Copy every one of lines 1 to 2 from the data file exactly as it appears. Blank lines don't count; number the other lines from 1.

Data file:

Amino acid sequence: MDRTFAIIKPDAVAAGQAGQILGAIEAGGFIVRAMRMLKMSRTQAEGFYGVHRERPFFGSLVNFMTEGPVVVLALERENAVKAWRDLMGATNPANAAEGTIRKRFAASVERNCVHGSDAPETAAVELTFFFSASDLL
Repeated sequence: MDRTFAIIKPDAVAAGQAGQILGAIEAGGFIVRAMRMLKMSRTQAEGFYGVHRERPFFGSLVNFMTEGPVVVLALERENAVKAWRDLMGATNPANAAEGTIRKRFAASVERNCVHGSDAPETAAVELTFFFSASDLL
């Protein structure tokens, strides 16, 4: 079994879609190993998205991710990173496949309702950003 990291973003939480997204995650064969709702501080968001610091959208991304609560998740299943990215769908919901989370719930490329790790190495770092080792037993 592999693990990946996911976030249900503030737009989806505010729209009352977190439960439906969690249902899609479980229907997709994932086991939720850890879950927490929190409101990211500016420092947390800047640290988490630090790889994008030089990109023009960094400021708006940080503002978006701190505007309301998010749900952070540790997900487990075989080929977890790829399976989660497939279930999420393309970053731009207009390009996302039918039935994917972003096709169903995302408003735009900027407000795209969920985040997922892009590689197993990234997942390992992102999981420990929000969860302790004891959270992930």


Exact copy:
Amino acid sequence: MDRTFAIIKPDAVAAGQAGQILGAIEAGGFIVRAMRMLKMSRTQAEGFYGVHRERPFFGSLVNFMTEGPVVVLALERENAVKAWRDLMGATNPANAAEGTIRKRFAASVERNCVHGSDAPETAAVELTFFFSASDLL
Repeated sequence: MDRTFAIIKPDAVAAGQAGQILGAIEAGGFIVRAMRMLKMSRTQAEGFYGVHRERPFFGSLVNFMTEGPVVVLALERENAVKAWRDLMGATNPANAAEGTIRKRFAASVERNCVHGSDAPETAAVELTFFFSASDLL